Distributed .NET Programming in C#
Author - Tom Barnaby
Pages - 494 pages
Press - Apress;
Edition - 1 edition
Published - May 29, 2002
Language - English
ISBN-10 - 1590590392
ISBN-13 - 978-1590590393
Distributed programming is characterized by several distinct physical components working together as a single system. Here, “distinct physical components” could mean multiple CPUs or, more commonly, multiple computers on a network.
You can apply distributed programming to a wide variety of problems, from predicting the weather to purchasing a book. At its heart, the premise of distributed programming is this: if one computer can complete a task in 5 seconds, then five
computers working together in parallel should complete the task in 1 second.
Of course, it is never quite that easy. The problem is the phrase “working together in parallel.” It is difficult to get five computers on a network to cooperate efficiently. In fact, the application software must be specifically designed for this to be effective. As an analogy, consider a single horse pulling a carriage. A horse is a powerful animal, but, in terms of power-to-weight ratios, an ant is many times stronger (we will just assume ten times stronger). So, if I gather and harness enough ants to equal the mass of the horse, I can move ten times the amount of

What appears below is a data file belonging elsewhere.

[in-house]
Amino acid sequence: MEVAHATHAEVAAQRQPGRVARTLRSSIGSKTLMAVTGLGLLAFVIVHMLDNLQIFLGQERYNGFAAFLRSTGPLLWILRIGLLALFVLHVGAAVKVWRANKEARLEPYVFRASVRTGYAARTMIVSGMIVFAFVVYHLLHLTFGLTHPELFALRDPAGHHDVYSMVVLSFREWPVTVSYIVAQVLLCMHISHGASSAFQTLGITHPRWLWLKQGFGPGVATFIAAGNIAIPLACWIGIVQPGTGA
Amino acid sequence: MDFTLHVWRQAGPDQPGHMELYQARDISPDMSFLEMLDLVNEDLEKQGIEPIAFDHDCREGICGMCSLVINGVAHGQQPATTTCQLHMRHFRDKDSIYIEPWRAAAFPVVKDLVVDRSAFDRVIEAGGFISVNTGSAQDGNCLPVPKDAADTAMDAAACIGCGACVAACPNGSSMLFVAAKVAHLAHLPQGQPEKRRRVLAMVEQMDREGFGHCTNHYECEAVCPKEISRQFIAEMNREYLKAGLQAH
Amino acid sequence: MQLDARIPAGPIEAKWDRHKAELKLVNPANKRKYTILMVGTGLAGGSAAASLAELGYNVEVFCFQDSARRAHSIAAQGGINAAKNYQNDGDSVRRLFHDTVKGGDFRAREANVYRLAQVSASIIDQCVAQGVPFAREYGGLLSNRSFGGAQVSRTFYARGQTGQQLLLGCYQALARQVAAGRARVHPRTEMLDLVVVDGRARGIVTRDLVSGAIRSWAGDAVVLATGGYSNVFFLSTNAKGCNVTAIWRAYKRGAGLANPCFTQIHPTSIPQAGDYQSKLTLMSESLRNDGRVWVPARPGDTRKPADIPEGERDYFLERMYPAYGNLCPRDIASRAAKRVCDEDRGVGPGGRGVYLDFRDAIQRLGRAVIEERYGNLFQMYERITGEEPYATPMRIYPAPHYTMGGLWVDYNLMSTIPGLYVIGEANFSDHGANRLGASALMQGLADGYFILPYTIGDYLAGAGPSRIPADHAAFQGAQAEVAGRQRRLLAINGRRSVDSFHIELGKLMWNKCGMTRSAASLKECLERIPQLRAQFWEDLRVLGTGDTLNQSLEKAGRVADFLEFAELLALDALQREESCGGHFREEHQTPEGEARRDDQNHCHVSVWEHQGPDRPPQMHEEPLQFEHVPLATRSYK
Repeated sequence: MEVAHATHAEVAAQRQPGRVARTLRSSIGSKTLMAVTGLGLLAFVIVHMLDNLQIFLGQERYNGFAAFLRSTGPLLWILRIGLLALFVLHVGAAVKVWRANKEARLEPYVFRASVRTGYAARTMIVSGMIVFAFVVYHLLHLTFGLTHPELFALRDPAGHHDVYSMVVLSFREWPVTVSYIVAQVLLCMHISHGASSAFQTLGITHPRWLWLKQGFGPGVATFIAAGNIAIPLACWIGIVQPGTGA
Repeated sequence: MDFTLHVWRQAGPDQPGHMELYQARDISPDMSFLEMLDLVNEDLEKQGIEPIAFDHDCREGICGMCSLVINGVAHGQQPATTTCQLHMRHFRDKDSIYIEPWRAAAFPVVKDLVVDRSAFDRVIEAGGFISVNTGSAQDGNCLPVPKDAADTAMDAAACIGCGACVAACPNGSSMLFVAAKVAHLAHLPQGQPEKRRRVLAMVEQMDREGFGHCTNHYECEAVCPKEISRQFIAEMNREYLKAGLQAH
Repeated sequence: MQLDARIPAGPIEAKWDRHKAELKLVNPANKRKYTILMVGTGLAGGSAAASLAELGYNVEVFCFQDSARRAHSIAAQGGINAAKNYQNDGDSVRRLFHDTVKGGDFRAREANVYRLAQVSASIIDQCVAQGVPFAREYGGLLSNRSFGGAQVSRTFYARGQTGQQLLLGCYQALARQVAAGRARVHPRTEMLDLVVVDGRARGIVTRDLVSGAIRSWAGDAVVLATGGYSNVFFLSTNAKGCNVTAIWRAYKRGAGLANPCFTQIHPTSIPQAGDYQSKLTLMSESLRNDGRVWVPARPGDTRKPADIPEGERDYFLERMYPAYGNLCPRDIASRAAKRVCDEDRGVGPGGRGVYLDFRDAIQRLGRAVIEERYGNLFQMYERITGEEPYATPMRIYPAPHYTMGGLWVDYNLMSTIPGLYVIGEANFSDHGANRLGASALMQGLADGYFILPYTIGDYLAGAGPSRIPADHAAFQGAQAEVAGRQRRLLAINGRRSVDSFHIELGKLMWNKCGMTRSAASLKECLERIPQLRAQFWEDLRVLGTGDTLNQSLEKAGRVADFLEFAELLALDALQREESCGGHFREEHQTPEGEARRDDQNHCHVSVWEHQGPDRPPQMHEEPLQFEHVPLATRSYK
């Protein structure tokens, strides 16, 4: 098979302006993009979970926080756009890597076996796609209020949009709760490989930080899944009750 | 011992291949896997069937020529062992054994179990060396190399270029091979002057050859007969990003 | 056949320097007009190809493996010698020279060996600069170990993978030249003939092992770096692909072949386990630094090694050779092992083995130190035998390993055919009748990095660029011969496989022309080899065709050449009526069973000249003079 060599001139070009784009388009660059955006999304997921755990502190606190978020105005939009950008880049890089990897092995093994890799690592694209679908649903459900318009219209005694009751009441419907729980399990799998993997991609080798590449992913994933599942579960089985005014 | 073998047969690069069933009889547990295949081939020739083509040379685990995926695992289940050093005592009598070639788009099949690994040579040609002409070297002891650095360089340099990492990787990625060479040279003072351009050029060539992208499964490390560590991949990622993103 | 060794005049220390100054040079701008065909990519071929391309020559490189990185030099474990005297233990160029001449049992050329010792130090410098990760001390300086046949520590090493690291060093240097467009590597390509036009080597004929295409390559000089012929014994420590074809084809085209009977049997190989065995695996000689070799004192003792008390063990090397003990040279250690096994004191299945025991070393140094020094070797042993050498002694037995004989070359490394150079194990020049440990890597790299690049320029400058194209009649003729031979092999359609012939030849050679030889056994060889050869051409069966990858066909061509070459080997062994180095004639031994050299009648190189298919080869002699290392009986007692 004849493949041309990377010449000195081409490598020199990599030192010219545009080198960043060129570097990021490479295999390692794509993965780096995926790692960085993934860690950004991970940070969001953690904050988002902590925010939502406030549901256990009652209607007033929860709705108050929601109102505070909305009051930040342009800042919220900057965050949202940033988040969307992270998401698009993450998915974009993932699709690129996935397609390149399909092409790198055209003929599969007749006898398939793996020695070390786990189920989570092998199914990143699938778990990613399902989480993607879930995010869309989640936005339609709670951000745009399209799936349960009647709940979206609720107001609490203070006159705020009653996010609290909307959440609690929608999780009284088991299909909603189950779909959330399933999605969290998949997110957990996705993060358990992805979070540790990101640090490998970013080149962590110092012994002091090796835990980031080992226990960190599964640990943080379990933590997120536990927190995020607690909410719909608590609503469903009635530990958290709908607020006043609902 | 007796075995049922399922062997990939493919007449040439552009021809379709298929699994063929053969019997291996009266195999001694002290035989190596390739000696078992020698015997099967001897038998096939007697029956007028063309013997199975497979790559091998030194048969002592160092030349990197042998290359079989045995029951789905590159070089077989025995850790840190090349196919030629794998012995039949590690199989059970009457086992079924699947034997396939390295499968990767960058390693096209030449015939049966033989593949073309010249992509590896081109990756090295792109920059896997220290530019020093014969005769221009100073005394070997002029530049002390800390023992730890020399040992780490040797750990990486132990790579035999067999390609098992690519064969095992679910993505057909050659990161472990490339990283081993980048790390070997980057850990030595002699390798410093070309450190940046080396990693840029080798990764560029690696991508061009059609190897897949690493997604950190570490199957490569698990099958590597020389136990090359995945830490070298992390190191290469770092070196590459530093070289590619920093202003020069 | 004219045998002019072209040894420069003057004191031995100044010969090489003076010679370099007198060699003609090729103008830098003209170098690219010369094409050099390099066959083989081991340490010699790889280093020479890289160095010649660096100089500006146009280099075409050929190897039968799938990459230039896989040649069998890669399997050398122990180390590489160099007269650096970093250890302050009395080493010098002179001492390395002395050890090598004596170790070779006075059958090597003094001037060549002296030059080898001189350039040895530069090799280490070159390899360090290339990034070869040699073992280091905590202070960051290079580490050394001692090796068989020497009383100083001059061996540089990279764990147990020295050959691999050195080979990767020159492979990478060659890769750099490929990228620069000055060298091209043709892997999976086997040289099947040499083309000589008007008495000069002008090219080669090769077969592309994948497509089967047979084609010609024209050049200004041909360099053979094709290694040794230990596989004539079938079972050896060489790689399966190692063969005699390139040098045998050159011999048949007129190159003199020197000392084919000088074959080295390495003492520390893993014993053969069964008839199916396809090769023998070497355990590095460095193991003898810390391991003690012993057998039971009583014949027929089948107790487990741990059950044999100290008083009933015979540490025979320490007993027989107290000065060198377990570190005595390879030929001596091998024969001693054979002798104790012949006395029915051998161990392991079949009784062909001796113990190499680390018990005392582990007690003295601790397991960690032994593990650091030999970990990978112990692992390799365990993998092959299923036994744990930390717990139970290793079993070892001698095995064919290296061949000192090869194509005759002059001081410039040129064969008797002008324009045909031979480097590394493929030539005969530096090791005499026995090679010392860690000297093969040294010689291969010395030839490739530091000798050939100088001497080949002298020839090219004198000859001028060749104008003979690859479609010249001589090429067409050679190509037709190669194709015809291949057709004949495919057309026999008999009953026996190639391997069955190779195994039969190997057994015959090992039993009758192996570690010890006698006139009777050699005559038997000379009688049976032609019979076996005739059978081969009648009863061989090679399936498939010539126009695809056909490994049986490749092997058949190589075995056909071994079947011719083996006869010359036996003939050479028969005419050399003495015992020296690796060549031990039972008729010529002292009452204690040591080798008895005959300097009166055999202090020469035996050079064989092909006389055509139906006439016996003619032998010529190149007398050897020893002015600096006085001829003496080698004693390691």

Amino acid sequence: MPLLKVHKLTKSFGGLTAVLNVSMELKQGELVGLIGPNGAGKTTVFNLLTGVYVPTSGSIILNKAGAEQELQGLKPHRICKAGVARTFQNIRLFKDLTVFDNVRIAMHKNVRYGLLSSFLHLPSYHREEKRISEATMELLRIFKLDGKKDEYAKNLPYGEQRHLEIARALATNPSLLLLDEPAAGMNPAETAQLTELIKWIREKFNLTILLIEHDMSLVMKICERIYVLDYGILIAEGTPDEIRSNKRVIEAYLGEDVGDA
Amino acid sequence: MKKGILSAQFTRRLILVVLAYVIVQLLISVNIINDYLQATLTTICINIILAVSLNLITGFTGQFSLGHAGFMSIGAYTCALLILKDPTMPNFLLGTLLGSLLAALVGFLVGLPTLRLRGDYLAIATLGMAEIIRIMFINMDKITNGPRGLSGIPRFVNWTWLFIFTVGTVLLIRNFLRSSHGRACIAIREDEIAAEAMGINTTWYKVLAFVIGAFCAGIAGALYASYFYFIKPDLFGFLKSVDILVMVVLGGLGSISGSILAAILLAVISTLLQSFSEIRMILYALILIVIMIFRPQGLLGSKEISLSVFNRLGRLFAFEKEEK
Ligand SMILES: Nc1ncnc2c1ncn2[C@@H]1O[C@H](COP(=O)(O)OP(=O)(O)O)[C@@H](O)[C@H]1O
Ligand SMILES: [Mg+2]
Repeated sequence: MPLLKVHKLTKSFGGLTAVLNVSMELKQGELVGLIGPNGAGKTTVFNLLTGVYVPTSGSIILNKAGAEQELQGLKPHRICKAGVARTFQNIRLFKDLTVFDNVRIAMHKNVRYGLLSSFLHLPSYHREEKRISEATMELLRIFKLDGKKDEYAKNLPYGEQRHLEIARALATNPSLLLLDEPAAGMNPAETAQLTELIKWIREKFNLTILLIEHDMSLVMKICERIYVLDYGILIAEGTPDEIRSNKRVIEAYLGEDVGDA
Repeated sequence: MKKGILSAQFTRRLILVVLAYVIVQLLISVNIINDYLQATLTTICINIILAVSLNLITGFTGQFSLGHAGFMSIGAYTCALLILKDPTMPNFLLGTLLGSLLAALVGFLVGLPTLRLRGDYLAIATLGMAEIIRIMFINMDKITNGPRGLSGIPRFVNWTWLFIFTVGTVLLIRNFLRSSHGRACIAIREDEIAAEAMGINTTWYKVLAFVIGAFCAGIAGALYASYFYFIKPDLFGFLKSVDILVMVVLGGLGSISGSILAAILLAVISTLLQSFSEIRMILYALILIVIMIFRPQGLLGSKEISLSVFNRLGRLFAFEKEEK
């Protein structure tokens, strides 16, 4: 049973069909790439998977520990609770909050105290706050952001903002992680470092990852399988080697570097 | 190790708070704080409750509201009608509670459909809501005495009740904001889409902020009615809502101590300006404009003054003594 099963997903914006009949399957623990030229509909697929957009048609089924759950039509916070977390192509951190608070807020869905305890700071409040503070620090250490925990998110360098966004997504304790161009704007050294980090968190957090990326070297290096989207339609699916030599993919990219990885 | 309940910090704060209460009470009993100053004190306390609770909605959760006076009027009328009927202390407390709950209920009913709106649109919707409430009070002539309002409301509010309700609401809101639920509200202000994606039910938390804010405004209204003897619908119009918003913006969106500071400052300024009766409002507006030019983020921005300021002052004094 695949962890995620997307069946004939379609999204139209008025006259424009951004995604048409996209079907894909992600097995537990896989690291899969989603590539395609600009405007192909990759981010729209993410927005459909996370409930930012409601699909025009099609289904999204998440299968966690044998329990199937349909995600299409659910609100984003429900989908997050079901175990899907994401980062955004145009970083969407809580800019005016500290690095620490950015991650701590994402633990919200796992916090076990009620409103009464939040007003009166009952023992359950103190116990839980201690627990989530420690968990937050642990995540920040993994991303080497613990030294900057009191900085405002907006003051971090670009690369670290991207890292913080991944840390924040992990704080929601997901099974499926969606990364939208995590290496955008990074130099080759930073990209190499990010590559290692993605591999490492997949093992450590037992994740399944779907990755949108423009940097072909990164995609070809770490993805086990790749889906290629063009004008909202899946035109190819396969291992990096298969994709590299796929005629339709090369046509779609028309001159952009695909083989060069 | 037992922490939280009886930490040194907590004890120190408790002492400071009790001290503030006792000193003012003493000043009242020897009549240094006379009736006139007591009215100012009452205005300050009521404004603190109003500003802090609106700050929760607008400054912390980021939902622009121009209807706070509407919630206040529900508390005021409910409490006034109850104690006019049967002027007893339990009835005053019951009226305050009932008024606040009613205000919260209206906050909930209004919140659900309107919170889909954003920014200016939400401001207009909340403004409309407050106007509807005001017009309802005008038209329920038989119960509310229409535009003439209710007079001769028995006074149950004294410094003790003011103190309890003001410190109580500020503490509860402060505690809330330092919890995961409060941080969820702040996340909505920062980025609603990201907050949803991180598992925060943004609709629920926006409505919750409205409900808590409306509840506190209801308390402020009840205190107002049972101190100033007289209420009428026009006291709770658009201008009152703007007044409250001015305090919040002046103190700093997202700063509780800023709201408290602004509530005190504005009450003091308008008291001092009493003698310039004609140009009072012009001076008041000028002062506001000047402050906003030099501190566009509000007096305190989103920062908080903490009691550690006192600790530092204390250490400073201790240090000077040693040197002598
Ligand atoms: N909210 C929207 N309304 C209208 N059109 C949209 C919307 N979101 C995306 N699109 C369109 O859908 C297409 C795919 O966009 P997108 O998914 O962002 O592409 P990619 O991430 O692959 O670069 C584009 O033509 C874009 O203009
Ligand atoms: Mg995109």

material in the carriage. A perfect example of distributing the workload, right? The calculations are reasonable, but hopefully you are chuckling at the ludicrous vision of millions of ants with tiny harnesses pulling together.
The Evolution of Distributed Programming
This is .NET
Introduction to .NET Remoting
Distributed Programming with .NET Remoting
Additional Remoting Techniques
Understanding XML Web Services
Understanding COM Interop
Leveraging Component Services
.NET Message Queuing